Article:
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Beaufort heat wave dangerous for dogs as well

By Cpl. R.J. Driver | | August 5, 2011

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Service members may have noticed gallons of water flying off the shelves of the seven day stores during the Lowcountry summer. Dog bowls may too be flying off cabinet shelves as owners attempt to keep dogs hydrated, keeping them from becoming a heat casualty.

A combination of adhering to the rules of base housing and paying attention to a few telltale signs gives beloved pets a chance against the heat.

According to Tamara Butler, an Atlantic Marine Corps Communities administrative assistant, pets are not to be outside leashed or unleashed when the owner is not present unless in a fenced in environment, and even then supervision is advised during extreme heat.

More specifically, the Community Guidelines and Policies booklet states, “The pet must be kept inside the home or within the resident’s fenced and gated backyard, if resident has a gated backyard; except when on a leash and accompanied by and under the resident’s control. Pets are not to be tied or staked outside the home. Invisible fences are not deemed to provide appropriate fencing for the housing of domestic animals.”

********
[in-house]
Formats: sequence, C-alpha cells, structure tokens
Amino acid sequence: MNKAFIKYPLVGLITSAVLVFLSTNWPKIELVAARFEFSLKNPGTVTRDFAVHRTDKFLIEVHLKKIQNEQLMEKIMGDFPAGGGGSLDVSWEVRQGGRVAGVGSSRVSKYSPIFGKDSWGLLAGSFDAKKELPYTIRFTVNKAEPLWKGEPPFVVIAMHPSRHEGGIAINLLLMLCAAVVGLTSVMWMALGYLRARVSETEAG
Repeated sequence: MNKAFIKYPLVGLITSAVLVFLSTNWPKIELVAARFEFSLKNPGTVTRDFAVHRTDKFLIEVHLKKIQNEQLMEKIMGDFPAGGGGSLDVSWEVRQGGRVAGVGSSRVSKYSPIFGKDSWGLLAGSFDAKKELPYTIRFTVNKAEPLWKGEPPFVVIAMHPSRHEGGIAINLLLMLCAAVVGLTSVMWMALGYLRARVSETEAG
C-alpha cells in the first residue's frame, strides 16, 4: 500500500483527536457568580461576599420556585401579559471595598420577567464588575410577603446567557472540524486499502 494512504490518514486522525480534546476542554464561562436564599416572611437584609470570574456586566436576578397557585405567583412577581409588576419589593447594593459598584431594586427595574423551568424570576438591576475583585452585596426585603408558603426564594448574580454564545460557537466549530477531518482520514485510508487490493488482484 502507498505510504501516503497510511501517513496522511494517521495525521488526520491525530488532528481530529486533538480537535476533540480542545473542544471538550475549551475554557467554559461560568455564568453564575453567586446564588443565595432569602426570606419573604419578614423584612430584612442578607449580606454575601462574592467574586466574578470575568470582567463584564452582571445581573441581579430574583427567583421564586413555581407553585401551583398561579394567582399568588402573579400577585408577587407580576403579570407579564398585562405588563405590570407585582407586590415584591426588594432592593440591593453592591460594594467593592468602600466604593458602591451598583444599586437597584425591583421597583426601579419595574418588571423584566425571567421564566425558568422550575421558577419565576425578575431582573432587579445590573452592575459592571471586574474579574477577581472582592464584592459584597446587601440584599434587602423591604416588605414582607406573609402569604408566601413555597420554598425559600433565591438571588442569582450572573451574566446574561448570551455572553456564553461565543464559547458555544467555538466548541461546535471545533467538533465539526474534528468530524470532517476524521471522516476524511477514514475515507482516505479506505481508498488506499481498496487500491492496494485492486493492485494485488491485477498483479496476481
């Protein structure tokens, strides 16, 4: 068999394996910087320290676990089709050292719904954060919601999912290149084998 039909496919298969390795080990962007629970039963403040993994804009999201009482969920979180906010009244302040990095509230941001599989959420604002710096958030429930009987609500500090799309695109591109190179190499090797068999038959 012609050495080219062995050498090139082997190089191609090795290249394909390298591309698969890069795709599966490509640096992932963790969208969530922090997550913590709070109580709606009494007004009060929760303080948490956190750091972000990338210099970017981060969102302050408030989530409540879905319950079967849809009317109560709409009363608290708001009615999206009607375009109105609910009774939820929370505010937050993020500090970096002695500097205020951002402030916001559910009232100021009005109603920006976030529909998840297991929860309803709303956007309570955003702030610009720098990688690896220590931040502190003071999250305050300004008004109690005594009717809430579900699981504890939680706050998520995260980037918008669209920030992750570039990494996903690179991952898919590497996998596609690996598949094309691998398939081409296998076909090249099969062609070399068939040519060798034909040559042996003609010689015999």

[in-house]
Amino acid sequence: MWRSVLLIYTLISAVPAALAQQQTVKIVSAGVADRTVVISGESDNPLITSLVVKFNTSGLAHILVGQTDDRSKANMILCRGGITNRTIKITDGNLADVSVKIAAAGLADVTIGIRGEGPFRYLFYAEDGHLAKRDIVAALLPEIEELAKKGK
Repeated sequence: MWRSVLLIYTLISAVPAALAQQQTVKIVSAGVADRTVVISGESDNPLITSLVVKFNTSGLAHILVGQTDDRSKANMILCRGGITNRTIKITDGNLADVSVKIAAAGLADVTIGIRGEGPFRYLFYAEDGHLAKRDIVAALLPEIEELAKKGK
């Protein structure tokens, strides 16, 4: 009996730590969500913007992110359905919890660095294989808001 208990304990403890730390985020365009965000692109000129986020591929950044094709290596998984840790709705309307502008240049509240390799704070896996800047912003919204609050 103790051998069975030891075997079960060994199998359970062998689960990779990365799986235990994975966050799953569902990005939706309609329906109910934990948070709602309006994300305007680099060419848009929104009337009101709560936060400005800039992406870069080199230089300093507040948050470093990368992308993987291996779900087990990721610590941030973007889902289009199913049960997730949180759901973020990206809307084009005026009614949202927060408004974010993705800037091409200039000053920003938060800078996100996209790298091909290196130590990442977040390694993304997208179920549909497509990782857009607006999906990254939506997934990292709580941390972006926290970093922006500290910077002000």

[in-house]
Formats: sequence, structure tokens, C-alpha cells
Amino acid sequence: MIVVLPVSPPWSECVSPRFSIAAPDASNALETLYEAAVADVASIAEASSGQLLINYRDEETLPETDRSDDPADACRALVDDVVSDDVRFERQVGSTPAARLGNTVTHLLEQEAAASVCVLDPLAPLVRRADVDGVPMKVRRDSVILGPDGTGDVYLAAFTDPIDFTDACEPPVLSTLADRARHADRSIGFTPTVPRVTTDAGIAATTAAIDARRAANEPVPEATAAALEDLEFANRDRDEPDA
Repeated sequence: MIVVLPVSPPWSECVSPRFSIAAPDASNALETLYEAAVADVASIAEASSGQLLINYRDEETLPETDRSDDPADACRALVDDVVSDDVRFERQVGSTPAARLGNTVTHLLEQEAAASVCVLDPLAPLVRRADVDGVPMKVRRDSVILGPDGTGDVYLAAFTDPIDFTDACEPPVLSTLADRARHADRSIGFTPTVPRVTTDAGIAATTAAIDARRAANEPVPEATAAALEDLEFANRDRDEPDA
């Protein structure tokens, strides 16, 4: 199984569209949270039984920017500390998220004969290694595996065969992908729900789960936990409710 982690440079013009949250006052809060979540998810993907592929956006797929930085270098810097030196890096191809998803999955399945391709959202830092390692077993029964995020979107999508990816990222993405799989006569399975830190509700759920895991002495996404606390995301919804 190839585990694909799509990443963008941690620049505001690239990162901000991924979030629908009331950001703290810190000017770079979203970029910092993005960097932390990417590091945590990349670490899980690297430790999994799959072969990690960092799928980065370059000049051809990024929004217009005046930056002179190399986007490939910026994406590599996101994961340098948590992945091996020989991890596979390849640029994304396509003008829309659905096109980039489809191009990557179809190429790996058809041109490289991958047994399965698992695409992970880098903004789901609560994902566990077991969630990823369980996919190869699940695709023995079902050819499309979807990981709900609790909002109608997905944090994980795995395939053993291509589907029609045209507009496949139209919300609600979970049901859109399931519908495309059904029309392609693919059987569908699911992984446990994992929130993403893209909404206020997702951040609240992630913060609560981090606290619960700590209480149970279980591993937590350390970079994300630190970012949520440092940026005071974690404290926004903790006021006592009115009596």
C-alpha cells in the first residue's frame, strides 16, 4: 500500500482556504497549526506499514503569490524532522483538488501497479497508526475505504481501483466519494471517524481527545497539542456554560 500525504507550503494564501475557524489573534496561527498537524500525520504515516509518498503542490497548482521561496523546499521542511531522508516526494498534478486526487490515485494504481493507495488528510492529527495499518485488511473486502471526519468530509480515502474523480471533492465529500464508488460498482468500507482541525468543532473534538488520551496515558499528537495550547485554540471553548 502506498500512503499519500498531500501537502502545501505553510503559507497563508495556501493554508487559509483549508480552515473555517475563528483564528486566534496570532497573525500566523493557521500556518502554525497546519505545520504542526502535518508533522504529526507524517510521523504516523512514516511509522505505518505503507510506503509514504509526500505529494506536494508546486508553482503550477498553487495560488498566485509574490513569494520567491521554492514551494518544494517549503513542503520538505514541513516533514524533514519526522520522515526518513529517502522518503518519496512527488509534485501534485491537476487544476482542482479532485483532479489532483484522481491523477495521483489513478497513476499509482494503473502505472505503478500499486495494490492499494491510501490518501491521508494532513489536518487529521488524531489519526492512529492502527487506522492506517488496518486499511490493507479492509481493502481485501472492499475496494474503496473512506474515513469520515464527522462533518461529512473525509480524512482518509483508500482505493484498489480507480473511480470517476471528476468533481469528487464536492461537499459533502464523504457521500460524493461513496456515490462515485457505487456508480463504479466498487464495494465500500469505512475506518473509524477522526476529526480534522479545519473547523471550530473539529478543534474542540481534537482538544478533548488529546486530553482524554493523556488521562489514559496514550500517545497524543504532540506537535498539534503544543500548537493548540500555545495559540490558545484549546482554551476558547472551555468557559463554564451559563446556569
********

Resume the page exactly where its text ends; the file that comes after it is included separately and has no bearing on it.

Just as service members would hydrate, dogs should too.

“In this heat, there should always be water available,” said Officer Cody Tallent, a Provost Marshal’s Office dog handler who also has five years experience training dogs. “At a minimum, a dog should be consuming two quarts of water every two hours.”

According to Tallent, a swig of Gatorade in the dog’s water will replenish their electrolytes and allow them to retain water better.
Unlike humans, dogs’ heads and eyebrows don’t drip with sweat when they are losing water, which makes it more difficult to tell when man’s best friend is in need of water, but there are a couple of ways an owner can quickly check their dog’s condition.

“By rubbing your hand up the dog’s neck, against the grain of their hair, you can tell if they are dehydrated or not, by how the hair reacts,” Tallent explained. “If the dog is dehydrated, the hair will stick up as opposed to lying back down.”

If the result of that test is not clear enough, an owner can try a capillary refill test.

“By lifting the lips of the dog and pressing a thumb against their gums, an owner can tell if the dog is hydrated by how fast the gums return to their reddish color after the thumb is removed,” Tallent said. “The faster, the better.”

Knowledge is power and so is hydration. Applying these simple tests and tips could be the difference of life and death for a pet.

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